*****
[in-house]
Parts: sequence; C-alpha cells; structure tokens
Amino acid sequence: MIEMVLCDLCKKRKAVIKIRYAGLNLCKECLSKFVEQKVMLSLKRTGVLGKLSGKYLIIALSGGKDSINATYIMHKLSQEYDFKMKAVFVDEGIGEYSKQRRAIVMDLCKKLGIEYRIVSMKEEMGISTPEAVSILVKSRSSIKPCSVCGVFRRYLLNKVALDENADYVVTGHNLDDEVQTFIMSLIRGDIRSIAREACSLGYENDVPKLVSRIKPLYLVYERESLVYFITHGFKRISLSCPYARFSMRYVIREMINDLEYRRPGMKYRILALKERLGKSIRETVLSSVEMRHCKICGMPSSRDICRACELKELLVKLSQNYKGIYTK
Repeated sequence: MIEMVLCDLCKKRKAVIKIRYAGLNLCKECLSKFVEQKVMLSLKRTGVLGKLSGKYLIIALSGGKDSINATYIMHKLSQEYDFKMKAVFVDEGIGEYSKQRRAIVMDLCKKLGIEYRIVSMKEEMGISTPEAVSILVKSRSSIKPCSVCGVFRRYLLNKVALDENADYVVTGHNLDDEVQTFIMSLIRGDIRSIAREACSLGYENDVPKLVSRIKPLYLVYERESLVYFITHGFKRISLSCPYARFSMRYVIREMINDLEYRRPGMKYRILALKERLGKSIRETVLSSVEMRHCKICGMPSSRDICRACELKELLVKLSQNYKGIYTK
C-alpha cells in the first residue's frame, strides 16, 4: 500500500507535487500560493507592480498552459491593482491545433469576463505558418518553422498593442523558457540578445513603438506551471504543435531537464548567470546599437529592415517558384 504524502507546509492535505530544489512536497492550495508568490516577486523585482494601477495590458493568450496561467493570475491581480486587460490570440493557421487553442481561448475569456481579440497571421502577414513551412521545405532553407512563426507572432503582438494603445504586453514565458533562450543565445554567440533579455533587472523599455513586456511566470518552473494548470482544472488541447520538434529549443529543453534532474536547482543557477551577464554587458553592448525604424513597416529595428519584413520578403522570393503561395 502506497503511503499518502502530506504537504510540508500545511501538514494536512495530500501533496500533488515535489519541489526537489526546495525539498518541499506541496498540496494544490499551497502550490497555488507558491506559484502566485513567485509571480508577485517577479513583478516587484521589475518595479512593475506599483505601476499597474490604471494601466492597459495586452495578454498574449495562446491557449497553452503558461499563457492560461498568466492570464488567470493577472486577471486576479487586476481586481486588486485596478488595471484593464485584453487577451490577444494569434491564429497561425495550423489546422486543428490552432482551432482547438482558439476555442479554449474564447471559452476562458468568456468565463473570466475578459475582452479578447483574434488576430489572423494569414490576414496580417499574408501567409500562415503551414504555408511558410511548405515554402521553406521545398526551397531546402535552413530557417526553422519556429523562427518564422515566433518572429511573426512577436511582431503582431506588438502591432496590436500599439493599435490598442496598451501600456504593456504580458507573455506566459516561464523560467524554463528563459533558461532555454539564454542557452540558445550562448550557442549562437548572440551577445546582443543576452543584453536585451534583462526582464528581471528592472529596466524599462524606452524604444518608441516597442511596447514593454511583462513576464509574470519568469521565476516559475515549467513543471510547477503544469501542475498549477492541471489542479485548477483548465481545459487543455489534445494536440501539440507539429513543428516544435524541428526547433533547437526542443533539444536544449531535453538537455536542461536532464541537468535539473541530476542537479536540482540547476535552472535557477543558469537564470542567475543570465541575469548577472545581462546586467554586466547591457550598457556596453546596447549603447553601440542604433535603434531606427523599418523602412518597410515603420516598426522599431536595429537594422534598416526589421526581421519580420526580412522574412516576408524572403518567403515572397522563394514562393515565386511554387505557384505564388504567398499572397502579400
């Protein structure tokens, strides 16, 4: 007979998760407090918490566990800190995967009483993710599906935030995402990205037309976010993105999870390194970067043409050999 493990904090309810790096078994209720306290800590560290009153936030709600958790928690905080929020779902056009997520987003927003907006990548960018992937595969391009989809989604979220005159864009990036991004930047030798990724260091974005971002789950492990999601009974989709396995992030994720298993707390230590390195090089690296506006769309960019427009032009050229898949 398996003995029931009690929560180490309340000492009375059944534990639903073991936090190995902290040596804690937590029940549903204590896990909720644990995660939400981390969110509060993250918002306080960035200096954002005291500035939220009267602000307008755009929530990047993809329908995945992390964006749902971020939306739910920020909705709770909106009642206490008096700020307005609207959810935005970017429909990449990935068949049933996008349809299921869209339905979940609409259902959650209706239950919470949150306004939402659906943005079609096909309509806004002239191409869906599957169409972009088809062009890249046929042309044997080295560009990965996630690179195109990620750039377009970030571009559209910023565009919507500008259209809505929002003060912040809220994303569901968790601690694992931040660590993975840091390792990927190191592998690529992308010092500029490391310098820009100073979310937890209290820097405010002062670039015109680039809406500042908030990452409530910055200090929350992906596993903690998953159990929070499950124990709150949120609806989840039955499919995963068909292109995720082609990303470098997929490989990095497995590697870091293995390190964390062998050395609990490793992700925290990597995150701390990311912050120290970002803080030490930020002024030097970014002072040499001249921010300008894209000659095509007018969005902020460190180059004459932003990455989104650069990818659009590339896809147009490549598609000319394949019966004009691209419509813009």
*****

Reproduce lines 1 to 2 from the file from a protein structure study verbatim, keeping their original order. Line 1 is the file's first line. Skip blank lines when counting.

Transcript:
[in-house]
Parts: sequence; C-alpha cells; structure tokens